Jealousy – this is another word I have often needed to know but not had at my disposal.
On Sunday there was a show on NHK about abnormal development in young children. They started out by talking about kids with development problems and how they can be fixed with special attention and education at a very early age.
They then spent the bulk of the time focusing on Marc Yu, the so called ‘Little Mozart’ who is only 9 years old but is already well on the way to being a classical pianist. The title of the show was ‘My Brilliant Brain’ and was basically 30 minutes of fawning and adoration for this kid. The show was supposed to be investigating how and why kids become so brilliant, using a lot of scientists to talk about left brain right brain, nature vs nurture and so on. But I thought the show missed the point completely. Consider the following points:
- The boy has no siblings.
- His mother was (until very recently) single
- His mother seems quite well off.
As a result of these three things, obviously the mother can give the boy so much more attention than a regular boy would get. There’s no distraction from a sibling, no Dad to cook for and clean up after, and no job to take mum out of the house. I am just guessing, but I can imagine she poured a massive amount of time and attention into the boy and this is the reason the boy became ‘The Man’ on the piano. Of course nature helps (if he had no hands it might be something of a disadvantage for example), but I believe it is 90% nurture. If any of the three items above were not true, I believe he would not have turned out to be this child prodigy. And I believe if genetically different children were put in the same situation they would turn out similarly. (Now a really good tv show would take some babies and make them into Plato’s “Philosopher Kings” – that would be something to watch…)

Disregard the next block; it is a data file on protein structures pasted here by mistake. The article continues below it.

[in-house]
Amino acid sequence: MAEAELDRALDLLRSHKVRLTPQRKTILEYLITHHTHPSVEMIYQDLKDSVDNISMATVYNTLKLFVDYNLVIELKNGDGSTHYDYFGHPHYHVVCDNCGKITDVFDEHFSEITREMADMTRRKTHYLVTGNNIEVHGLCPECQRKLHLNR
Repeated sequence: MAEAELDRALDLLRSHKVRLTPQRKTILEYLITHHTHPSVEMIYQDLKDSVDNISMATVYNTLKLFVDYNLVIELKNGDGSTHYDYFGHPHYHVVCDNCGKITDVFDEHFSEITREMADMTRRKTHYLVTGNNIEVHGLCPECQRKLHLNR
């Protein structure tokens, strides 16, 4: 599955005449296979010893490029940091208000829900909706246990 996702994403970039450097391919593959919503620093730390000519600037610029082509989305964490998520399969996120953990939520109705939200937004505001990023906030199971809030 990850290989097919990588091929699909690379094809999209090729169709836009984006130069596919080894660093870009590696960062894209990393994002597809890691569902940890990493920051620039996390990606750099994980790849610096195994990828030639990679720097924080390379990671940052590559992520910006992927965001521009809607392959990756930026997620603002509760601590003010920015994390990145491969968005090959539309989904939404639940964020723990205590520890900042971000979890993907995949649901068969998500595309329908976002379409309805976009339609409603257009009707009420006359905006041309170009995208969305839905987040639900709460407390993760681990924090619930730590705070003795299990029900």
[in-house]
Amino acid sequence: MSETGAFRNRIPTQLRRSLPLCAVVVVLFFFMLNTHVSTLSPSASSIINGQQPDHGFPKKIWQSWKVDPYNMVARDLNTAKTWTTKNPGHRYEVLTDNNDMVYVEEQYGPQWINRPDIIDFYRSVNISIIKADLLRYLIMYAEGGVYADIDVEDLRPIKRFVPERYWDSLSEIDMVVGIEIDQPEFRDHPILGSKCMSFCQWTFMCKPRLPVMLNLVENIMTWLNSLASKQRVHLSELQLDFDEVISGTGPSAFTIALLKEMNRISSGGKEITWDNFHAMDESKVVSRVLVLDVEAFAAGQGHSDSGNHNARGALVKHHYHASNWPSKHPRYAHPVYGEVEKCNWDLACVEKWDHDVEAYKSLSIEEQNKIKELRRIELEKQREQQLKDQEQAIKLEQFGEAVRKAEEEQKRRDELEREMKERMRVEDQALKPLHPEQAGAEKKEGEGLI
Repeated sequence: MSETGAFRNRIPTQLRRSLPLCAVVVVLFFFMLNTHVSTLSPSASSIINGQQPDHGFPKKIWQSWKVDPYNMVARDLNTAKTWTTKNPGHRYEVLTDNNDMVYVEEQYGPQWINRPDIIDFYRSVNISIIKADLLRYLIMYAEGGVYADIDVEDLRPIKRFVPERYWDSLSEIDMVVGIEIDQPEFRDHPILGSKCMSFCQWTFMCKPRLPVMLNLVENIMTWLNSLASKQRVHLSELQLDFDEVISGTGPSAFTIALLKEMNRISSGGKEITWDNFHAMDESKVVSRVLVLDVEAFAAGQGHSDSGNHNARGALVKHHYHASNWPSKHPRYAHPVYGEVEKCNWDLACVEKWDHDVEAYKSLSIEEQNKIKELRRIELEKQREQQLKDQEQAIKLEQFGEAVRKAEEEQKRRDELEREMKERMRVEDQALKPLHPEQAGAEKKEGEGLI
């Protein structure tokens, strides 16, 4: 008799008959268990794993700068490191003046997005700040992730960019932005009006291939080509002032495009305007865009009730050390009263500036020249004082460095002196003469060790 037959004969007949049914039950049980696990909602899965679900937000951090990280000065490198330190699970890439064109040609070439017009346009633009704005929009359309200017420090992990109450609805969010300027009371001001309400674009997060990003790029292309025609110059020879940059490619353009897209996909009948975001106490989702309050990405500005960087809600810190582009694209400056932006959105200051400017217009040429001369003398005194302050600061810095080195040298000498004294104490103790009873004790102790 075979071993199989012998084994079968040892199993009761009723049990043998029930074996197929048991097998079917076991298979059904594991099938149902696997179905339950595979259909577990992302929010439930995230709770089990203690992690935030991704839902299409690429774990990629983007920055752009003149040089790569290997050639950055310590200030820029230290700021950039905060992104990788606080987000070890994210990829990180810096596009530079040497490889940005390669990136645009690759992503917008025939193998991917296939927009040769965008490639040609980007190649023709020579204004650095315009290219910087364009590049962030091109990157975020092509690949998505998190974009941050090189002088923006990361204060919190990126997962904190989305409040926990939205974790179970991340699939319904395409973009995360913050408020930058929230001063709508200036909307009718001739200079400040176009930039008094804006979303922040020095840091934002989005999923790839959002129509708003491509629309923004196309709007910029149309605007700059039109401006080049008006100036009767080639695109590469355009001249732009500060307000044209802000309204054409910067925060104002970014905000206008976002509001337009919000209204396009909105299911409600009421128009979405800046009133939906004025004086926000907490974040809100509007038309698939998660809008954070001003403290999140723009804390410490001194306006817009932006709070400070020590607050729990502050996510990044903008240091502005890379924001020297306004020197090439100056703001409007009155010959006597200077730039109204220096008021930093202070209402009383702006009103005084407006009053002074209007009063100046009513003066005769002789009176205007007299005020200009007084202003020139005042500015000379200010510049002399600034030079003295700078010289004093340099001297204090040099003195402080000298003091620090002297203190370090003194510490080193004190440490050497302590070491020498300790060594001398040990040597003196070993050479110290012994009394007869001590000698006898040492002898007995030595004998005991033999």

Obviously, I am just jealous because the boy is so good at the piano 🙂 But this is an issue quite close to the bone for us because we are always trying to teach our own kids various things, but it is difficult when you have two little ones around the same age. Its very difficult to get a nice quiet environment where they can study something alone without the other one smashing them over the head with something.
“Two kids = three times the work” as I always say.
I have just checked on ALC for the translation of Jealousy and I can reveal with much glee that the translation is SHITTO!
Interestingly (and amusingly) both of the kanji in shitto (嫉 and 妬) have ‘woman’ as the left radical. I wonder what those kanji mean in isolation.
Jealousy can also be translated as NETAMI ねたみ or just plain old katakana JYERASHII ジェラシー.
A more obscure translation is YAKIMOCHI 焼きもち, literally meaning ‘cooked or burnt rice cake’ which is also easy to remember. In English there are often two ways of saying the same word: the coarse Germanic way or the romantic Latin way. In Japanese I notice a similar thing sometimes: the standard way and the “yokel farmer” way such as above.
Those annoying phrases like ‘nebaneba’ (sticky, viscous), ‘tekateka’ (shiny), ‘pikapika’, ‘garigari’ etc sound babyish to me and (without any evidence or study to back it up!) I blame the yokel farmers totally for their existence.
Down with the yokels. Let them eat shitto.